Chinese autonomous vehicles are likely to choose pedestrians in the street instead of endangering their passengers, according to a global…
Chinese autonomous vehicles are likely to choose pedestrians in the street instead of endangering their passengers, according to a global study initiated by the research institute at the Massachusetts Institute of Technology (MIT).
Same research also found the Chinese are likely to save the old over young in all accidents with their self-propelled vehicles.
These results were collected from one of the largest studies ever made on global moral preferences, an experiment called “Moral Machine” according to a report published on Thursday of MIT Technology Review .
It said that MIT Media Lab created a game-like online platform in 201
4 to make people’s decisions about how autonomous vehicles would give priority to variations of the classic “carriage problem” – what lives could be saved by a person with some control over a metaphorical carriage.
 Researchers at MIT Media Lab took the idea of testing nine different comparisons that proved to polarize people, according to Review . These included the choice of a self-propelled vehicle to prioritize people over pets, passengers over pedestrians, more lives over fewer, women over men, young over old and fit over sickness.
The experiment generated 39.6 million decisions in 10 languages, gathered from millions of people in 233 countries and territories, and an analysis of these data was presented in a new paper published by the British Scientific Journal Nature .
“We used the carriage problem because it’s a very good way to collect these data, but we hope the discussion about ethics is not within that theme,” said Edmond Awad, author of the paper. “The discussion should go Further to risk analysis – about who is more risky or less risky – instead of saying who will die or not, and also about how bias happens. “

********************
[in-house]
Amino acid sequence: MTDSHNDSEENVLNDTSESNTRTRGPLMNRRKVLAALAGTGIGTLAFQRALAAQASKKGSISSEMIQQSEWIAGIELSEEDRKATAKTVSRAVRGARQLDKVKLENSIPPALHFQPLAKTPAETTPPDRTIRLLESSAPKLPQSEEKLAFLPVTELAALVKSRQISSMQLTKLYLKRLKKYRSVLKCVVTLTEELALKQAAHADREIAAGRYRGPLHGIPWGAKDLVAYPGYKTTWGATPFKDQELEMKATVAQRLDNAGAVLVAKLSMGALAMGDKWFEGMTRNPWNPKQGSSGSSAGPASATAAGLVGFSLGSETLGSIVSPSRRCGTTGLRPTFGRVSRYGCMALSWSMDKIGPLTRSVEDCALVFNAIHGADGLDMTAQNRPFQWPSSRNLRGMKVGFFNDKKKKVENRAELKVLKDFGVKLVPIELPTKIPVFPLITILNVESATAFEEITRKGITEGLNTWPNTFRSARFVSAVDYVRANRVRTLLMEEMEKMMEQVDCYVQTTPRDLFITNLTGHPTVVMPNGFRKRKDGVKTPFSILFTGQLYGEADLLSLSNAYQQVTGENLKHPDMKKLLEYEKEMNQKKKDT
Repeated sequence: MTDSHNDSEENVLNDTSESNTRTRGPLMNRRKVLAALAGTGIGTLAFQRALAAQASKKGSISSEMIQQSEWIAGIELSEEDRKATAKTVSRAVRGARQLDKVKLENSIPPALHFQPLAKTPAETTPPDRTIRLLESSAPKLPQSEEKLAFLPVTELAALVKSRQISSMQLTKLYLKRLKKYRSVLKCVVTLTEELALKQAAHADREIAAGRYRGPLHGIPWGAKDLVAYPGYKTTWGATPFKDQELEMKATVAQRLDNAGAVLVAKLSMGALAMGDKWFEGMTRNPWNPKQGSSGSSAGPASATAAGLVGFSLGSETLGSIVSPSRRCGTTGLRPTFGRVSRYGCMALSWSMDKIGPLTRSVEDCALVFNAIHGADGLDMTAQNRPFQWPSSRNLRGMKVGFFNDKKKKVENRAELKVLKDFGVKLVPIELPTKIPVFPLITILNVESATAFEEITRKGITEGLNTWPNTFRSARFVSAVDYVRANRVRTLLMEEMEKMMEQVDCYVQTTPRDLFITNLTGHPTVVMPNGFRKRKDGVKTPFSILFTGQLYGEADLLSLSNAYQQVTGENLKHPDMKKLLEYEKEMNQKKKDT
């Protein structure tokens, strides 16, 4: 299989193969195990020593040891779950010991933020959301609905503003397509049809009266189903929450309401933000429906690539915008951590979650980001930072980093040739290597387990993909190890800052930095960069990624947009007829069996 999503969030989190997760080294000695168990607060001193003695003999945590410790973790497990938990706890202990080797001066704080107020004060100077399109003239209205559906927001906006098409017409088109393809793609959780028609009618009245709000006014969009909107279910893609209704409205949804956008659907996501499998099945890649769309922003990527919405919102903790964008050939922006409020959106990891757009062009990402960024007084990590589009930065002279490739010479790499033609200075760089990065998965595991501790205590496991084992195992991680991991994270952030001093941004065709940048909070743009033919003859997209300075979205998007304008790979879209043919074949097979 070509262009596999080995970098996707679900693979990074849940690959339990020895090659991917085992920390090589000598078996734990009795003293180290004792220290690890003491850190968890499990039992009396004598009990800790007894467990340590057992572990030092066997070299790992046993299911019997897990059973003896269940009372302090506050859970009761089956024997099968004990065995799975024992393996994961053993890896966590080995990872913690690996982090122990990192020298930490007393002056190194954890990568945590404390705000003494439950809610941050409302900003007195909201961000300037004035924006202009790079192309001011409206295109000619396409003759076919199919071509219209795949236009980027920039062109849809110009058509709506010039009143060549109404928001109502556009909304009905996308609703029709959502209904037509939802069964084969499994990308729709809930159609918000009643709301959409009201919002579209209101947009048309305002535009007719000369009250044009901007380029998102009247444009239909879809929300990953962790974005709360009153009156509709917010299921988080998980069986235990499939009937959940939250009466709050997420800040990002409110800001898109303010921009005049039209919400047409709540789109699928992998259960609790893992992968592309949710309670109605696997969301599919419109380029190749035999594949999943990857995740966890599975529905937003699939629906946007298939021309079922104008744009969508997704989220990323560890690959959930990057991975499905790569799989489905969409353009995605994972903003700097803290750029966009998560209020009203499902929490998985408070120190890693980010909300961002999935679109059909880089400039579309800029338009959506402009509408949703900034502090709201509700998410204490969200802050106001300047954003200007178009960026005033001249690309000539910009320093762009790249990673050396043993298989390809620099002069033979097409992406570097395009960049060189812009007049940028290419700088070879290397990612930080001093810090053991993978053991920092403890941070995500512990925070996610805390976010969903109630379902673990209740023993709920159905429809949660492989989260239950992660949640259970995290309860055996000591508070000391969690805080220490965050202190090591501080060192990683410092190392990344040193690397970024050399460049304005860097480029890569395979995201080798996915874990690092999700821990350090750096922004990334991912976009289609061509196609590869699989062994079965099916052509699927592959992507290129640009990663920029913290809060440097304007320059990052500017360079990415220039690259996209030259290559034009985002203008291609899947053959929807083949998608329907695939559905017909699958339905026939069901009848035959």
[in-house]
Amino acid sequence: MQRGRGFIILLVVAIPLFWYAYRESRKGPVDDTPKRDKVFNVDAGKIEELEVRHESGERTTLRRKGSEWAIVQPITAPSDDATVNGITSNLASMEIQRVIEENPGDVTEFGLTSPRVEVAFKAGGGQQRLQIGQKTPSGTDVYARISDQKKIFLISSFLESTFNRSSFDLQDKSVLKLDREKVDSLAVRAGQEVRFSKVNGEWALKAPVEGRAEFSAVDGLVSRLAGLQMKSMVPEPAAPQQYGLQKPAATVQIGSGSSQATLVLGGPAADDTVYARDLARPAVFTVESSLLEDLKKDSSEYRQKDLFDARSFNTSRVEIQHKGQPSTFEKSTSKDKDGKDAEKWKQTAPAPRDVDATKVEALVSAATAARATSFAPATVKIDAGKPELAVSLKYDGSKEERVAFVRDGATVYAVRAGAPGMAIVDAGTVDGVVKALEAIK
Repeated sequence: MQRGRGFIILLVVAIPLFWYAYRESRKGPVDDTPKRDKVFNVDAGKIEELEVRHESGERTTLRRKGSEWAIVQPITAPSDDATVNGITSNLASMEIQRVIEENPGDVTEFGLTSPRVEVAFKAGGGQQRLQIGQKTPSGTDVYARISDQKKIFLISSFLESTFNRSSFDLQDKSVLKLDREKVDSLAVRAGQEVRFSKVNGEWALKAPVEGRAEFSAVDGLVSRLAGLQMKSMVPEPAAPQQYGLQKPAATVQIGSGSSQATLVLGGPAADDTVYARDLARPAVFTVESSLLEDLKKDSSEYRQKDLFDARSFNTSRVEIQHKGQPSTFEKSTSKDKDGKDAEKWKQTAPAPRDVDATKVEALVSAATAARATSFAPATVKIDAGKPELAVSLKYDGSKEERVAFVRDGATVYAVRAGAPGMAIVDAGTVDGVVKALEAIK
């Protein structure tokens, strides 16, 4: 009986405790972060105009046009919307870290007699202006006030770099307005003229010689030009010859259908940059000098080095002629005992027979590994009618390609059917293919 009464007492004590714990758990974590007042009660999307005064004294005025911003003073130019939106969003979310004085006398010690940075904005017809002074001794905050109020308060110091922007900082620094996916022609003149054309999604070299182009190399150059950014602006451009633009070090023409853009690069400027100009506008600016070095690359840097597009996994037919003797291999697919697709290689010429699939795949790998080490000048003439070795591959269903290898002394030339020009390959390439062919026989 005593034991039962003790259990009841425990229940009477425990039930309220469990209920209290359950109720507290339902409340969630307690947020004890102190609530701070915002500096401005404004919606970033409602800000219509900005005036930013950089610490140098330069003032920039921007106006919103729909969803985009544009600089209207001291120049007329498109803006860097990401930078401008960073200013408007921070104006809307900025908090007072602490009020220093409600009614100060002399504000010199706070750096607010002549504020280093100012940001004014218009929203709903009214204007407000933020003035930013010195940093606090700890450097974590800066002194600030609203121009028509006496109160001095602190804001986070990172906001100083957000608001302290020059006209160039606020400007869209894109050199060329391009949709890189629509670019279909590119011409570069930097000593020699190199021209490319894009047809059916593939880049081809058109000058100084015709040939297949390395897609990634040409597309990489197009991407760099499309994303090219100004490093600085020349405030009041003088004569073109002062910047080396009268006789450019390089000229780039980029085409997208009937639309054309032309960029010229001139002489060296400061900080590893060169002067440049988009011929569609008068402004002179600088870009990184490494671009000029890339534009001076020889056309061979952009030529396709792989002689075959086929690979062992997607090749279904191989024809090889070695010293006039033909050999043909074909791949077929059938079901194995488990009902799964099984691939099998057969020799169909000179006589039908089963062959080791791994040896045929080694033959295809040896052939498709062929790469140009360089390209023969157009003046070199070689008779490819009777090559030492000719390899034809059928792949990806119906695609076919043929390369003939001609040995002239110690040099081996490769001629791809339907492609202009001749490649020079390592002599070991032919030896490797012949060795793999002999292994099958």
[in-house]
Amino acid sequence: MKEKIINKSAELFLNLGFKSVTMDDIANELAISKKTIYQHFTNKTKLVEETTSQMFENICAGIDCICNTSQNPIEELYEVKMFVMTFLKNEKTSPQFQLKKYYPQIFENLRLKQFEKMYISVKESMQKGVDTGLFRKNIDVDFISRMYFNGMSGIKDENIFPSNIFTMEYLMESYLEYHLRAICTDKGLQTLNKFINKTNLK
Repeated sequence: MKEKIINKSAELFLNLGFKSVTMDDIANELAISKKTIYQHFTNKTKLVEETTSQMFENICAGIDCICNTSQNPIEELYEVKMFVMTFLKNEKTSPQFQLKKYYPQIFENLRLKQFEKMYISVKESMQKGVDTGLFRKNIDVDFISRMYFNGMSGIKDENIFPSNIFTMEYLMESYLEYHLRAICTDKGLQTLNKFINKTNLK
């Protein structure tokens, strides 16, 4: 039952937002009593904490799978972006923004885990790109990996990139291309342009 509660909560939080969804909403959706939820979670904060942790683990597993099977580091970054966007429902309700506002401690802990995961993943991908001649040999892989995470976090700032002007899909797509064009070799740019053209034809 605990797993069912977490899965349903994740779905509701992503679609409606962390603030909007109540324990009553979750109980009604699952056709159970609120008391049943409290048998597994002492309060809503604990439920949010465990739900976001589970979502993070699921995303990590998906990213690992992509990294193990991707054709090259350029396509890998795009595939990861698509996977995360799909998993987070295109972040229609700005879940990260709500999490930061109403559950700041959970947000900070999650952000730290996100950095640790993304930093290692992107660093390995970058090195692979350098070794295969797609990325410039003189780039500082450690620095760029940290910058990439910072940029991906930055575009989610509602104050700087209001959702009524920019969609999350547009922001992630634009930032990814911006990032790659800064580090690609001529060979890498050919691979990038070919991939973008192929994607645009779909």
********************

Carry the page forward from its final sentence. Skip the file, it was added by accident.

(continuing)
The MIT Media Lab study has been due to the rapid development and implementation of artificial intelligence (AI) technology around the world, which has raised concerns about how machines will solve moral dilemmas.
Decisions on the ethical principles governing AI behind autonomous vehicles can not be left solely in the hands of engineers or labels, according to researchers. That’s why consumers and the public need to understand the principles that are programmed in self-propelled vehicles.
Compared with Chinese, the Moral Machine study found that Japanese autonomous cars are likely to save pedestrians’ lives over passengers. However, like the Chinese, it was also found that Japanese could save the old ones over young in accidents with their drivers without a car.
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By comparison, the French, Greek and Canadian users of autonomous cars are more likely to save young over the old according to the study .
It also found autonomous car users from France, Israel and the United Kingdom are likely to gain weight.
These findings represented what researchers called a cluster pattern, which indicates that geographic and cultural proximity may allow groups of territories to have common preferences for mechanical engineering. 
Japan, China and South Korea belong to the so-called East cluster, belonging to the Confucian culture group. This cluster also contains Islamic countries.
The so-called western cluster encompasses both North America and many European countries with Protestant, Catholic and Orthodox Christian groups. A third group, the southern cluster, comprises the countries of Central and South America.
The MIT media lab researchers expect the results of their experiments to help drive a global conversation to express preferences for companies that design AI behind autonomous vehicles and government policy makers who will regulate these machines.
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Such talks have to be made in China, as the country’s flourishing automotive industry has attracted both traditional automakers and high-tech companies. Chinese online giants Baidu, Tencent Holdings and Alibaba Group Holding, the parent company in South China Morning Post have already started road tests on the mainland for their autonomous vehicles.
It underlines China’s efforts to win leadership in developing next generation cars with autonomous driving technology and internet connectivity. One of each new car sold in the country will be equipped with smart and at least partially autonomous features by 2020, according to guidelines established by the National Development and Reform Commission, the country’s powerful planning agency, earlier this year.
A McKinsey report in April predicts autonomous vehicles to tell 13 percent of passenger kilometers traveled in China in 2030 and increase to 66 percent in 2040. It expected that the number of self-propelled cars on the domestic market reaches 8 million in 2030 and 13.5 million in 2040.